All the Best is so sloppy and haphazard that it corrodes you inch by inch as the film unfolds
Movie: All the Best
Cast: Srikanth, Kota Srinivasan Rao, JD Chakravarthy,Lucky Sharma, Brahmanandam, Anisha Singh
Directed by: J D Chakravarthy
Ten minutes into the film, All The Best seems like a prank gone horribly wrong. The jokes fall apart, random scenes are exaggerated beyond your belief, forcing you to question the logic behind what’s happening on screen. It goes without saying that you are not expected to think while watching a potboiler, but All the Best is too sloppy and haphazard to deserve our attention.
The film opens in a court room and we are told that Ravi’s father has been arrested for swindling `15 lakh from a bank. Ravi (Srikanth) is desperate to save his father and seeks the help of all his friends and acquaintances to raise the money to get his father out on bail. When everyone rejects his request, he bumps into Ambaji Rao (Rao Ramesh), who’s an expert at conning people. Ambaji promises to help Ravi but he informs him that he’ll be out of town for sometime. Ravi goes to a supermarket to con the cashier at the behest of Ambaji and when he’s almost caught Chandu (JD Chekravarthy) comes to his rescue. Soon, the duo goes on conning people in Rajahmundry and finally Chandu promises Ravi that he would help him raise `15 lakh.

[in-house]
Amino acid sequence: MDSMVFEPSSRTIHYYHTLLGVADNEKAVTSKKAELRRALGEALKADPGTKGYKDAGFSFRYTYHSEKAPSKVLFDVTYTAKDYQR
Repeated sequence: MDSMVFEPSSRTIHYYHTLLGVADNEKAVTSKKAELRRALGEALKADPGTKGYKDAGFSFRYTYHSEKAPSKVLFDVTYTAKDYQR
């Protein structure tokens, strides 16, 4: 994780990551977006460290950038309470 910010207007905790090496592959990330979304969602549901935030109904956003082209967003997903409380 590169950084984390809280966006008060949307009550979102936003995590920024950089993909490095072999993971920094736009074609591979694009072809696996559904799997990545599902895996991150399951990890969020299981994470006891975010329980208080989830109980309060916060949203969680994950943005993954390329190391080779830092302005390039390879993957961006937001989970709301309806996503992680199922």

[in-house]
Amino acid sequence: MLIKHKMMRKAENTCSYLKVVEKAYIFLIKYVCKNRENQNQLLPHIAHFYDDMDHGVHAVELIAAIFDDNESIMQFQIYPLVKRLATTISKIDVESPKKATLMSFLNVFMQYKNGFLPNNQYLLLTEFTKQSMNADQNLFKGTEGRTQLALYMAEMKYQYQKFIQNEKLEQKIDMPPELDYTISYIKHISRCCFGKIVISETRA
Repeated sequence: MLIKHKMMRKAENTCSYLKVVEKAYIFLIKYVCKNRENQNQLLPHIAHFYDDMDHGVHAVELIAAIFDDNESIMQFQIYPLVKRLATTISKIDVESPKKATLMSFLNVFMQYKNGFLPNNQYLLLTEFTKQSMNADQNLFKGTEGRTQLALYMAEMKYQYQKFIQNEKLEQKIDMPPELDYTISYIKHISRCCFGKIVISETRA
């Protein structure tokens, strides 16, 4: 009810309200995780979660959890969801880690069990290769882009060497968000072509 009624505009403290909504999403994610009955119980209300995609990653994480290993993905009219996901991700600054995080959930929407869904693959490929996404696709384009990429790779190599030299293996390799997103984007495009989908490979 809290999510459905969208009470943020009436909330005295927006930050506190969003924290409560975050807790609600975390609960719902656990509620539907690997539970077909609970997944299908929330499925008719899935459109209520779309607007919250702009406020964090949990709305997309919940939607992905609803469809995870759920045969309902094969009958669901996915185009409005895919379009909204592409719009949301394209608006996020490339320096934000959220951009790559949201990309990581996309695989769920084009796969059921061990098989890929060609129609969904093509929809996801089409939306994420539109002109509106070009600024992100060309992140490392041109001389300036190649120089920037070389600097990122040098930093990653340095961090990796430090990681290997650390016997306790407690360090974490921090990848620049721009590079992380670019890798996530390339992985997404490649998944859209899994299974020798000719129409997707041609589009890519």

Lakshmi Prasanna (Lucky Sharma), Ravi’s sister works at a Five Star Hotel where Abdul Razzaq (Pradeep Rawat) is staying. Chandu comes to know that Razzaq wants to buy a piece of land and he believes that it’s the best chance to make a lot of money. How Ravi and Chandu manage to con Razzaq forms the rest of the story.
Srikanth does an earnest job in his role; however, JD goes overboard at times. Moreover, there’s a lot of confusion over his characterisation. His sister hates him because he’s a crook, although he doesn’t exhibit such traits while dealing with others. Lucky Sharma makes an good impression in her debut film but she doesn’t get her due despite the importance of her character in the fim. The biggest problem with the film is that the fizz doesn’t last long to sustain the audience’s interest till the end of the film. Even Brahmanandam and Krishna Bhagawan don’t have much to do.
There are so many characters and subplots in the film that it’s tough to keep track of everything. It has its share of fine moments, but there’s no reason why this film deserves to be watched, unless you deliberately want to inflict the ordeal on yourself. Stay away from this film, but if you really want to watch it, then all one can do is wishing you — All The Best.